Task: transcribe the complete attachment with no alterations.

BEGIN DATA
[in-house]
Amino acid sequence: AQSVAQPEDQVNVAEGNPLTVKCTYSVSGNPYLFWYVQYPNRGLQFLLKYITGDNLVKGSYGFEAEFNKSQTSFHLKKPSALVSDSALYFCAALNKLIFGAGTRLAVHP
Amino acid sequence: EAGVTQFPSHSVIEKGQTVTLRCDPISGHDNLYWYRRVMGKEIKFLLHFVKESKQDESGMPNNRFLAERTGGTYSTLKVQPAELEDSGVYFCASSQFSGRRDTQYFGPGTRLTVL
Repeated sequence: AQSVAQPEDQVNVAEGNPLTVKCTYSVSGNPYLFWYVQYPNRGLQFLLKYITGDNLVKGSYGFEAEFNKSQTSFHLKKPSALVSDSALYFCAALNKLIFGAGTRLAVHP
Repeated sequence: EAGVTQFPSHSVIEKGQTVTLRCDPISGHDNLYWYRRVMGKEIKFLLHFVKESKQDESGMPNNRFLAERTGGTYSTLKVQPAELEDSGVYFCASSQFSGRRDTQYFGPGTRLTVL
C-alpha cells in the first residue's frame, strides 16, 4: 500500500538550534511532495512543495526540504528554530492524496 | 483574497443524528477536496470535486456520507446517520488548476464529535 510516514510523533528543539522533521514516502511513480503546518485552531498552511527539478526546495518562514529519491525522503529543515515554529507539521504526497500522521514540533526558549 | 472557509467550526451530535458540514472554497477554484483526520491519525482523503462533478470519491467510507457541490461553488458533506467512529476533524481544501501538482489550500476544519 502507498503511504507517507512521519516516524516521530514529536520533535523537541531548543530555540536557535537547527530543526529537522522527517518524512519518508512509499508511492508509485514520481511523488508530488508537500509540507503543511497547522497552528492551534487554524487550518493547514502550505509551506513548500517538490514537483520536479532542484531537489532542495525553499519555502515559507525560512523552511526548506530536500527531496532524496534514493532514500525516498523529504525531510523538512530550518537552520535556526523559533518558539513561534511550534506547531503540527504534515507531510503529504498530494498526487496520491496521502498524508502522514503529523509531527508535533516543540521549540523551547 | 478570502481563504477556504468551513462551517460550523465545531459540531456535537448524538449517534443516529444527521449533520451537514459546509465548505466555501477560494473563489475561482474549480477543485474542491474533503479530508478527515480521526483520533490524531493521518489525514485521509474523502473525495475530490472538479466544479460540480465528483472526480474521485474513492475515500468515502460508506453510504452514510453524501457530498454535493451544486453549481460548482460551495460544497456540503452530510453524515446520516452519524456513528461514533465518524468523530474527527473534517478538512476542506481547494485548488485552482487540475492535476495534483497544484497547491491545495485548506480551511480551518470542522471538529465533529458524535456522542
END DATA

[in-house]
Amino acid sequence: AQSVAQPEDQVNVAEGNPLTVKCTYSVSGNPYLFWYVQYPNRGLQFLLKYITGDNLVKGSYGFEAEFNKSQTSFHLKKPSALVSDSALYFCAALNKLIFGAGTRLAVHP
Amino acid sequence: EAGVTQFPSHSVIEKGQTVTLRCDPISGHDNLYWYRRVMGKEIKFLLHFVKESKQDESGMPNNRFLAERTGGTYSTLKVQPAELEDSGVYFCASSQFSGRRDTQYFGPGTRLTVL
Repeated sequence: AQSVAQPEDQVNVAEGNPLTVKCTYSVSGNPYLFWYVQYPNRGLQFLLKYITGDNLVKGSYGFEAEFNKSQTSFHLKKPSALVSDSALYFCAALNKLIFGAGTRLAVHP
Repeated sequence: EAGVTQFPSHSVIEKGQTVTLRCDPISGHDNLYWYRRVMGKEIKFLLHFVKESKQDESGMPNNRFLAERTGGTYSTLKVQPAELEDSGVYFCASSQFSGRRDTQYFGPGTRLTVL
C-alpha cells in the first residue's frame, strides 16, 4: 500500500538550534511532495512543495526540504528554530492524496 | 483574497443524528477536496470535486456520507446517520488548476464529535 510516514510523533528543539522533521514516502511513480503546518485552531498552511527539478526546495518562514529519491525522503529543515515554529507539521504526497500522521514540533526558549 | 472557509467550526451530535458540514472554497477554484483526520491519525482523503462533478470519491467510507457541490461553488458533506467512529476533524481544501501538482489550500476544519 502507498503511504507517507512521519516516524516521530514529536520533535523537541531548543530555540536557535537547527530543526529537522522527517518524512519518508512509499508511492508509485514520481511523488508530488508537500509540507503543511497547522497552528492551534487554524487550518493547514502550505509551506513548500517538490514537483520536479532542484531537489532542495525553499519555502515559507525560512523552511526548506530536500527531496532524496534514493532514500525516498523529504525531510523538512530550518537552520535556526523559533518558539513561534511550534506547531503540527504534515507531510503529504498530494498526487496520491496521502498524508502522514503529523509531527508535533516543540521549540523551547 | 478570502481563504477556504468551513462551517460550523465545531459540531456535537448524538449517534443516529444527521449533520451537514459546509465548505466555501477560494473563489475561482474549480477543485474542491474533503479530508478527515480521526483520533490524531493521518489525514485521509474523502473525495475530490472538479466544479460540480465528483472526480474521485474513492475515500468515502460508506453510504452514510453524501457530498454535493451544486453549481460548482460551495460544497456540503452530510453524515446520516452519524456513528461514533465518524468523530474527527473534517478538512476542506481547494485548488485552482487540475492535476495534483497544484497547491491545495485548506480551511480551518470542522471538529465533529458524535456522542